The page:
SIW1068imagelIn recessions companies with cash flow problems are under the micro-scope. Cash is king; survival of the fittest is the rule; and to the victor go the spoils. Although shipowners under pressure wake with a heavy heart, their colleagues with big balance sheets and small obligations are not necessarily any happier. For them recessions are for building future businesses, and that can be almost as stressful as bank-ruptcy.

Where’re the Bargains, Bosun?

It is a fundamental truth of shipping that market troughs are about change, when the strong take over the weak. In a world of financial easing, however, things are not so easy. Before companies or assets change hands cheaply, someone has to “take a haircut”. That happened big time in the 1980s but the 2013 recession has a very different financial background. In the early 1980s, high interest rates (LIBOR 16+%) put enormous pres-sure on businesses and bankers. If a customer is not paying interest, foreclosure is almost inevitable. Now there is little interest pressure (LIBOR 0.43%) and no banker wants to force a distress sale and drive asset values down if they don’t have to.

Today’s Droopy Prices

Because current financial pressures are so different from the 1980s, asset prices are behaving different-ly. To illustrate this, the graph shows the price of a 5-year-old Panamax as a % of the new price (solid line) and the same for an Aframax (dotted line). In a “normal” market, the price of a 5-year-old ship should be about 75% of the price of the newbuilding, reflecting that merchant ships have a 20-25 year economic life and depreciate at 4-5%pa, other things being equal.

Not so Droopy as the 1980s

The graph suggests that second-hand prices have been very droopy since 2008. The 5-year-old Panamax has halved in value from 140% of the newbuilding price to a current value of 74% and the Aframax is down from 100% to 60%. So, anyone looking at the way prices have collapsed might well conclude that today’s ships are cheap. In fact, they are not nearly as cheap as in the 1980s recession. In 1981, a 5-year-old Aframax was 72% of the new building price; it slumped to 40% in 1982 and stayed there, on and off, until 1986. Now that really is distress pricing. By these standards, far from being bargains, today’s Panamax is still priced at a pretty normal level and though the Aframax looks more reasonable, it is still not super-cheap.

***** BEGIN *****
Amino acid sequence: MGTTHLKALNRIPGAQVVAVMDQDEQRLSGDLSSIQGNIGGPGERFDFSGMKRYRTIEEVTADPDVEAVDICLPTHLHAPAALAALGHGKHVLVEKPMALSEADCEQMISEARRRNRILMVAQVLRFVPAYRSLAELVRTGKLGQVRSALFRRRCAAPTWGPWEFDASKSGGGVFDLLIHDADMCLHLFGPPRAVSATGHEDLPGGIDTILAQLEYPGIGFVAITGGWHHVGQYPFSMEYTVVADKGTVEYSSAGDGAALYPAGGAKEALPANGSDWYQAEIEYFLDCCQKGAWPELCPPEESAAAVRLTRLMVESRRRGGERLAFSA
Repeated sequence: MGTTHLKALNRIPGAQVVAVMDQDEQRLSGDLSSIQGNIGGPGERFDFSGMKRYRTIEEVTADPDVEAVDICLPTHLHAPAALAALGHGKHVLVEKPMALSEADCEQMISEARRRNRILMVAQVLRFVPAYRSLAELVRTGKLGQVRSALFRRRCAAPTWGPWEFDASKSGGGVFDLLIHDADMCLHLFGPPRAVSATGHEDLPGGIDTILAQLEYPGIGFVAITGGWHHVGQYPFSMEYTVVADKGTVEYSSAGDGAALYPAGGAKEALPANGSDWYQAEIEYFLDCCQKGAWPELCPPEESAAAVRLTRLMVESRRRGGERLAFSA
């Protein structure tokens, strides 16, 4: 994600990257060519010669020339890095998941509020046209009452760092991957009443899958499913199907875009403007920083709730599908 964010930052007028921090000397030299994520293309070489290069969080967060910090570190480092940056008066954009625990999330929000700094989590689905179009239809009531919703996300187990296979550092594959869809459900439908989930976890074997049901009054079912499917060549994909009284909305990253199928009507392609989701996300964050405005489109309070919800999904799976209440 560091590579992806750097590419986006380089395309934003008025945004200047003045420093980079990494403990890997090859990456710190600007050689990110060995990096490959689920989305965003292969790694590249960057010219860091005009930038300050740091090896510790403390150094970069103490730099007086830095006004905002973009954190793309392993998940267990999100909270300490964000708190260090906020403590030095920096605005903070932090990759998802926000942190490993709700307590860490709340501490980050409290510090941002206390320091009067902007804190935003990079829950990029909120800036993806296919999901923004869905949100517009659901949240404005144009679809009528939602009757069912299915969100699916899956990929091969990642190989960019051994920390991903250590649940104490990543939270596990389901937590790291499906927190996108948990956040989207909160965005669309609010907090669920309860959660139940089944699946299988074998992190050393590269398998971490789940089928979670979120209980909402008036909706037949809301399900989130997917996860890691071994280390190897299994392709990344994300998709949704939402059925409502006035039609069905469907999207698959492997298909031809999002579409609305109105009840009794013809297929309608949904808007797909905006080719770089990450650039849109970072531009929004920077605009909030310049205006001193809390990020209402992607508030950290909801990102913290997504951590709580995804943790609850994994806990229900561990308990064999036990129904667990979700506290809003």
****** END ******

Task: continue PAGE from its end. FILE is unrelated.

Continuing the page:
Lies, Analysis and …

So there you have it. We have hit the bottom of the recession, but the banking crisis means asset prices are not behaving in the same way as they did 30 years ago. Then, banks were foreclosing left, right and centre. Today, banks are staring with apprehension at their balance sheets and wondering where to go next. In the meantime the can gets kicked down the road and deals are done “on market”, probably with a little help from sophisticated structuring. Are ships cheap? Well, there’s only one answer – “no comment”. Have a nice day.